“It’s from Leeds. I know it’s the wrong side of the Pennines – I am from Lancashire – but I had so much fun. Nearly tears. I doubted myself all the time I sat in that car and I absolutely loved it.”
It can’t be easy for a cricketer to put county loyalty aside, but Freddie Flintoff made an exception for the G56 GTA. At the end of 2021, the former England captain and current Top Gear presenter named the Yorkshire-built Ginetta his car of the year.
With the likes of Lotus and Morgan now in foreign ownership, Ginetta is one of the few truly British car brands left. Founded in 1958, the company was bought by Le Mans class winner and entrepreneur Lawrence Tomlinson in 2005. Today, it assembles around 90 racing cars a year, with nearly half of production exported to the USA.
Climbing the ladder
Ginetta’s USP is a ‘racing ladder’ that allows drivers with enough talent (and sufficiently deep pockets) to reach the highest levels of motorsport. Notable alumni include Lando Norris – now driving for McLaren in Formula One – and W Series champion Jamie Chadwick.
Charlie Robertson, my coach for today, is another Ginetta success story. He won the Ginetta Junior Championship (for drivers aged 14-17) in 2012, followed by the GT4 Supercup in 2014. A year later, he finished first in the European Le Mans Series, racing alongside Sir Chris Hoy.
I’ve never driven a ‘proper’ racing car before, so my ambitions are more modest; simply handing back the G56 GTA in one piece would suffice. I pull on a balaclava and helmet, then fold myself through the robust rollcage. A five-point harness locks me into the deep bucket seat, behind a butterfly-shaped steering ‘wheel’ that resembles a PlayStation controller.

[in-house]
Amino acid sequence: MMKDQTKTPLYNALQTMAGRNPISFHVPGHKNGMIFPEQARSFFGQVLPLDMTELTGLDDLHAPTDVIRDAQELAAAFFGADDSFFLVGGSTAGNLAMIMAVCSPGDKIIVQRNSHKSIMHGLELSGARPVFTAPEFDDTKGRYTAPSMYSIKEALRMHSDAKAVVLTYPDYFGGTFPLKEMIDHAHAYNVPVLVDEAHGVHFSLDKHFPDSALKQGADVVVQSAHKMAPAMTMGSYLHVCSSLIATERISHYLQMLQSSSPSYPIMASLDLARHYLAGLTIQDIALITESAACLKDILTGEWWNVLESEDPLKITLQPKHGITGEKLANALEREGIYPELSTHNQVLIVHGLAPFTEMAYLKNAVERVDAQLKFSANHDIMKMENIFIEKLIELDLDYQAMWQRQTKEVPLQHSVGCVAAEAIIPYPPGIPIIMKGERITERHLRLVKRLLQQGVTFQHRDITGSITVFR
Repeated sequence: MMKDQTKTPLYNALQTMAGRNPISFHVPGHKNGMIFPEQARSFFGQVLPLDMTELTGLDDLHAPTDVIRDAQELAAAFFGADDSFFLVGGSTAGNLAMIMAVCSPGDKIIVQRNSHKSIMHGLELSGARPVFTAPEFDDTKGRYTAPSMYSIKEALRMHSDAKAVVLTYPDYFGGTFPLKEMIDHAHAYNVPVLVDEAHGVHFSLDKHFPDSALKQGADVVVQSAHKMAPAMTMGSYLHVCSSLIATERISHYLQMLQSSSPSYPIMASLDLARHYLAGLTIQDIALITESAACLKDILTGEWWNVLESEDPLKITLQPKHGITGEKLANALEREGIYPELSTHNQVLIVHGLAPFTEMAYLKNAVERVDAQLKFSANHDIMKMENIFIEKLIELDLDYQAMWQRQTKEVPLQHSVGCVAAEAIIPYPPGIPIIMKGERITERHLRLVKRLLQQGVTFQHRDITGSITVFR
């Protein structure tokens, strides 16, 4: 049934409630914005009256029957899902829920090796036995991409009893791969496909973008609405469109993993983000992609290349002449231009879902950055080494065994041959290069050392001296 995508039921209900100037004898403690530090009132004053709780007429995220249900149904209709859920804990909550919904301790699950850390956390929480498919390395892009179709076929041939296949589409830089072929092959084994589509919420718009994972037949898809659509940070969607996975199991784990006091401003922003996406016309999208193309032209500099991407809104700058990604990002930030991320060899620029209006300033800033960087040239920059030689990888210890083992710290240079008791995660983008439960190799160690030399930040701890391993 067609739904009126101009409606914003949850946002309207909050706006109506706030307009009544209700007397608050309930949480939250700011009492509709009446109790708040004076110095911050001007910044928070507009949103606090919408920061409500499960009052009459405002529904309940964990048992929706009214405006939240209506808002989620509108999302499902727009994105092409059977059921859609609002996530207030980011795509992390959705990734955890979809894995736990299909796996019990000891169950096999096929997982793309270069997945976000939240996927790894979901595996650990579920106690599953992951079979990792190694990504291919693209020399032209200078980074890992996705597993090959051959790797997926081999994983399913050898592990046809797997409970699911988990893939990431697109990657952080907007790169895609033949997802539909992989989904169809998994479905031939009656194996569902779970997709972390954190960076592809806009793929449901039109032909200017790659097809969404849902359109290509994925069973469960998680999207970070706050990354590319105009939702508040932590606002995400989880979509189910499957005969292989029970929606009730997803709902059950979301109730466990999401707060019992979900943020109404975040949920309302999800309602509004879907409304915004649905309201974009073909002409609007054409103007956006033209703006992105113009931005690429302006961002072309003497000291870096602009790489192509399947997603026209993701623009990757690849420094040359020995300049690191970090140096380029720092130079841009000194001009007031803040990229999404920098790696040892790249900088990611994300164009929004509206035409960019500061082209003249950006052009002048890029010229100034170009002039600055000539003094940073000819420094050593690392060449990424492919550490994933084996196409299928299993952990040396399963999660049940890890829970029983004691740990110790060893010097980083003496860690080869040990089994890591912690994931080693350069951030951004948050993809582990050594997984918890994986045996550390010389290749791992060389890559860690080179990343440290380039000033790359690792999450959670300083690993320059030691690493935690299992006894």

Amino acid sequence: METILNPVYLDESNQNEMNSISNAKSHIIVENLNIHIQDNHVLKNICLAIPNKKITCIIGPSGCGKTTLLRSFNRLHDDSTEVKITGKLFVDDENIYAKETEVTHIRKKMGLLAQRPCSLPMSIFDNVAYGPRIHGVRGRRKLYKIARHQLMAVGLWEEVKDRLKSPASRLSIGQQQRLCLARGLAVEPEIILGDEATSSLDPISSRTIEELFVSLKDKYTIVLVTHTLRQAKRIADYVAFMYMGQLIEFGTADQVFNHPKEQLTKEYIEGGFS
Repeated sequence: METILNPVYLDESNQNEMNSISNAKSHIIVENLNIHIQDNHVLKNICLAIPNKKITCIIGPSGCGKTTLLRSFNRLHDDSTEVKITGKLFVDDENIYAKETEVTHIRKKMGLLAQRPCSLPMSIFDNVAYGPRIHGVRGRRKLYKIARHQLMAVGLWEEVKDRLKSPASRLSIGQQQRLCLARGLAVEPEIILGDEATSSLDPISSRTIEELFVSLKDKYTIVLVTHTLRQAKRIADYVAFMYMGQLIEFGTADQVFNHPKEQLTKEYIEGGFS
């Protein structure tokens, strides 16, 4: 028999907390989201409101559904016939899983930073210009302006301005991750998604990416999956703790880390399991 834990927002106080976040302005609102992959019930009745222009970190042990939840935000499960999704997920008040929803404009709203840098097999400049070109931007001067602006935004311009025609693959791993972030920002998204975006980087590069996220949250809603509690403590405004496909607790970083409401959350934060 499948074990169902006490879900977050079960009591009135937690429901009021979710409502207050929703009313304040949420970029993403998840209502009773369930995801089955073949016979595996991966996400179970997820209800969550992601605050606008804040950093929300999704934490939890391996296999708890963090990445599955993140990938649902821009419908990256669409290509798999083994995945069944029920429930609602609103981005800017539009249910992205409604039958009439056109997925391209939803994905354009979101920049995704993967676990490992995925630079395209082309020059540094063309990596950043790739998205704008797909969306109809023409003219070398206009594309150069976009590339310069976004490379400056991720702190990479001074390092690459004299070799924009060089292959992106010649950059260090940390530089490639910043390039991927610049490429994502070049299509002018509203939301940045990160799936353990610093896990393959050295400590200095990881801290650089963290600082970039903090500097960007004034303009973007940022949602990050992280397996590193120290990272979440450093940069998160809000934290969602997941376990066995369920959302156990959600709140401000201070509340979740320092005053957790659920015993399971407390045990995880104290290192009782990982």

A Motec digital display records everything from throttle inputs to overall lap times. There are no electronic driver aids – and no excuses.
Grip versus slip
Prime the ignition and the Ford-sourced 270hp V6 ignites with a baritone bark. You only need the clutch pedal to pull away – after that, the Quaife paddle-shift sequential gearbox does the job for you. It even auto-blips on downshifts, so you can hone your left-foot braking technique.
At Ginetta’s home circuit of Blyton Park, the G56 feels intimidating at first. Its steering is hyperactively alert and its non-servoed brakes require a hefty shove.
The road-legal Michelin Pilot Sport 4S tyres also seem eager to slide – as I discover on only my third lap. Flooring the throttle too early in a second-gear corner, I send us pirouetting onto the grass.
Fast and full-on
Thankfully, Charlie is unfazed and his tuition quickly helps me build speed and confidence. Soon I’m trail-braking into bends, cutting across kerbs and enjoying the odd twitch of oversteer. The whole experience feels fantastically full-on, with brutal gearshifts, gut-wrenching grip (once the tyres are warmed up) and a deafening blare from the twin tailpipes.
By the end of our second session, I was lapping Blyton Park around five seconds slower than a pro driver like Charlie. That’s a lifetime in racing terms, of course, but it still feels like a good result. I clamber out feeling exhausted but elated, and already itching for another go.
Buy a G56 GTA and you can join the GT Academy programme. This includes entry into a five-round, single-make championship that supports British GT and BTCC events. Ginetta even offers a ‘turn up and drive’ service, transporting your car to circuits and preparing it for each race.
An all-in cost of around £100,000 isn’t cheap, but the Ginetta is still a relatively affordable way to go racing. It also undercuts track-focused supercars such as the Porsche 911 GT3 or Lamborghini Huracan STO – while offering up more raw excitement than any of them. Or indeed, any game of cricket ever. Sorry Freddie.
Tim Pitt writes for Motoring Research
ENGINE: 3.7-litre Ford V6
TOP SPEED: 140mph